DNR Stream Habitat - Phase II
$2,166,000 in the first year is to the commissioner of natural resources to restore and enhance habitat in degraded streams, critical aquatic species habitat, and to facilitate fish passage. A list of proposed land restorations and enhancements must be provided as part of the required accomplishment plan.
Improved aquatic habitat indicators - For fish passage projects we will use routine fish surveys to gauge changes to the fish community, and compare with pre-project data. .Rivers and streams provide corridors of habitat including intact areas of forest cover in the east and large wetland/upland complexes in the west - For fish passage projects we will use routine fish surveys to gauge changes to the fish community, and compare with pre-project data. .Rivers, streams, and surrounding vegetation provide corridors of habitat - For stream habitat enhancement projects we will use routine fish surveys to gauge changes to the fish community, and compare with pre-project data. .Protected, restored, and enhanced habitat for migratory and unique Minnesota species - For fish passage projects we will use routine fish surveys to gauge changes to the fish community, and compare with pre-project data. Specialized sampling to evaluate Topeka Shiner population response to the Blue Mounds project will be done, tracking colonization from downstream areas..
FEMA, US Fish and Wildlife
The Minnesota Department of Natural Resources will restore or enhance habitat to facilitate fish passage, restore degraded streams, and enhance habitat critical to fish and other aquatic life. Projects are prioritized based on ecological benefit, urgency, feasibility, and stakeholder support.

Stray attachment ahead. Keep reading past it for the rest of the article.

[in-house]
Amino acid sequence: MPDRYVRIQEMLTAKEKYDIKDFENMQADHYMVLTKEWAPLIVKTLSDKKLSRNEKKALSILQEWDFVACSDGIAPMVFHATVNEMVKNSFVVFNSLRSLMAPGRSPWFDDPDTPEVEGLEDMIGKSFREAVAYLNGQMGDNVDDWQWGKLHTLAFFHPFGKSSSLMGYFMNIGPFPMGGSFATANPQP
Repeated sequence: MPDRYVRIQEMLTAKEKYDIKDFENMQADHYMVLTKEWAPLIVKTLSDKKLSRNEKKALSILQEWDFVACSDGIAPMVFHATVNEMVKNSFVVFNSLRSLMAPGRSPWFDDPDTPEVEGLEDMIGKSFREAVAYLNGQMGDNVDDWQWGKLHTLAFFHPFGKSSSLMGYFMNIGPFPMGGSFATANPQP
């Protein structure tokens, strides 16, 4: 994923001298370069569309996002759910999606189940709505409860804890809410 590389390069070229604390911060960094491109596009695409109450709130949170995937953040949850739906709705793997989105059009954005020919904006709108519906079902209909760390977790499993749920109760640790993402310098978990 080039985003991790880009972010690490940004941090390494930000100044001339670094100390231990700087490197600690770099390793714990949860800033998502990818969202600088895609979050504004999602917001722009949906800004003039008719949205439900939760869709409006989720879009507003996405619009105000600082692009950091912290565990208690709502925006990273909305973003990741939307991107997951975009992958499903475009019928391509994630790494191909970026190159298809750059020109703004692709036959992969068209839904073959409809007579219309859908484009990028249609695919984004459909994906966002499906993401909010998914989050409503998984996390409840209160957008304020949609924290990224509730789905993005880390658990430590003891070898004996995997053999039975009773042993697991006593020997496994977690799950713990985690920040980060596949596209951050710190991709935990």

Streams in Minnesota support a wealth of biodiversity, including 162 fish species and 48 mussel species of which 23 are listed as special concern, threatened or endangered. In some parts of the state that lack natural lakes, such as southeast Minnesota and the Red River Valley, streams represent the only local opportunity for fishing. Trout, smallmouth bass, lake sturgeon, and walleye are among the species stream anglers pursue.Streams can be degraded by habitat alterations such as dams, channelization (straightening), and streambank erosion. Barriers such as dams block fish from migrating to key habitats such as spawning areas, and can lead to reduced abundance or even the loss of fish and mussel species. Past fish passage projects have returned up to 10 species, including walleye, sauger, and channel catfish, to miles of river where they had disappeared. All proposed fish passage projects have no known potential to enable access by invasive species.Past channelization of streams simplified habitat and eliminated the shallow riffles and deeper pools required by different life stages of fish. Streambank erosion results in a loss of important undercut bank and overhanging vegetation, and contributes excess sediment that degrades habitat. Channel restoration and enhancement projects can address these impacts by recreating appropriate habitat, and stabilizing eroding banks. This benefits not only the project area, but reaches that lie downstream that are no longer affected by eroded sediment.Our original proposal included 12 projects in four LSOHC planning regions (refer to Figure 1). Although the footprint of projects is 54 acres which includes 2.6 miles of stream, the projects would benefit over 10,900 acres of lakes and streams through restoration or enhancement of fish passage (refer to Table 1). Projects were selected from a prioritized list using criteria such as ecological benefit, feasibility, urgency, and stakeholder support. Two of the projects on our parcel list (Whetstone River and Fish Lake Dam) would involve partners, who will contribute in-kind staff time as well as financial resources toward the projects' completion. Allocated funds will only allow completion of our highest priority project, restoration of Mounds Creek, along with three smaller fish passage projects at Fish Creek, Crane Lake, and Lake Carlos. If additional matching funds are found, available OHF money will be shifted to fund other projects on our priority list.Department resources for stream habitat work falls far short of the need; funding from the Outdoor Heritage Fund (OHF) has been critical to an acceleration of stream habitat work by the department and partners such as Trout Unlimited, as well as smaller groups such as lake associations who seek funding through the Conservation Partners Legacy program. We propose to continue funding for two stream habitat specialist positions to enable this increased effort. They provide technical assistance and oversight on Legacy-funded projects by MNDNR and partners, improving efficiency of coordination by providing single points of contact, and enhancing outcomes of stream projects through technical guidance.